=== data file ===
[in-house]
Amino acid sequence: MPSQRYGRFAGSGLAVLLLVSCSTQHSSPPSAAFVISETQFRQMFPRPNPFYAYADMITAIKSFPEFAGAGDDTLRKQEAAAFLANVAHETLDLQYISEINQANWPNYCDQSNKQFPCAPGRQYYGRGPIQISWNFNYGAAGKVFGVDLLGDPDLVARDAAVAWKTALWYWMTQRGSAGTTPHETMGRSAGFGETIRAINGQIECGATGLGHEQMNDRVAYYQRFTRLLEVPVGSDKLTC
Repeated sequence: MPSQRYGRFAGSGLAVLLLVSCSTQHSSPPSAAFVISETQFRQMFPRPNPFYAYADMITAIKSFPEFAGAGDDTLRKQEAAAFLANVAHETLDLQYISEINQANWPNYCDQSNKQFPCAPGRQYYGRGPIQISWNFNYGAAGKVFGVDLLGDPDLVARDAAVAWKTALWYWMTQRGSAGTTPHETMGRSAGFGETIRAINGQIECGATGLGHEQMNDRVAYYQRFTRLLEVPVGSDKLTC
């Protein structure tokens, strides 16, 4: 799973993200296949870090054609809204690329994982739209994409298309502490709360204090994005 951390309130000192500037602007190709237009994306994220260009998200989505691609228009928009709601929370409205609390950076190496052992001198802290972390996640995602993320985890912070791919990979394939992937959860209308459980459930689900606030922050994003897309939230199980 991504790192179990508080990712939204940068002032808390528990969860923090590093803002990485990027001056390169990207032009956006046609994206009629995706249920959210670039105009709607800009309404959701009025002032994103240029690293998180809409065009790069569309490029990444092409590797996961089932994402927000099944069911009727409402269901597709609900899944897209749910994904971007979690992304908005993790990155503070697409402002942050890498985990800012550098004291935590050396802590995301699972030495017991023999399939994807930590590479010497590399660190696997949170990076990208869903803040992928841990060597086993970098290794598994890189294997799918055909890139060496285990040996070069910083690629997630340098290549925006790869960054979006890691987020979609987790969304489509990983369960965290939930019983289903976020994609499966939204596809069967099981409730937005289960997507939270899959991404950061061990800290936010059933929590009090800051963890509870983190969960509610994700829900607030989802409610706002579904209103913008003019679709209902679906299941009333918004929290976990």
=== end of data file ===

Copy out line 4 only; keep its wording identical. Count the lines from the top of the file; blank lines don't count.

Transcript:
């Protein structure tokens, strides 16, 4: 799973993200296949870090054609809204690329994982739209994409298309502490709360204090994005 951390309130000192500037602007190709237009994306994220260009998200989505691609228009928009709601929370409205609390950076190496052992001198802290972390996640995602993320985890912070791919990979394939992937959860209308459980459930689900606030922050994003897309939230199980 991504790192179990508080990712939204940068002032808390528990969860923090590093803002990485990027001056390169990207032009956006046609994206009629995706249920959210670039105009709607800009309404959701009025002032994103240029690293998180809409065009790069569309490029990444092409590797996961089932994402927000099944069911009727409402269901597709609900899944897209749910994904971007979690992304908005993790990155503070697409402002942050890498985990800012550098004291935590050396802590995301699972030495017991023999399939994807930590590479010497590399660190696997949170990076990208869903803040992928841990060597086993970098290794598994890189294997799918055909890139060496285990040996070069910083690629997630340098290549925006790869960054979006890691987020979609987790969304489509990983369960965290939930019983289903976020994609499966939204596809069967099981409730937005289960997507939270899959991404950061061990800290936010059933929590009090800051963890509870983190969960509610994700829900607030989802409610706002579904209103913008003019679709209902679906299941009333918004929290976990």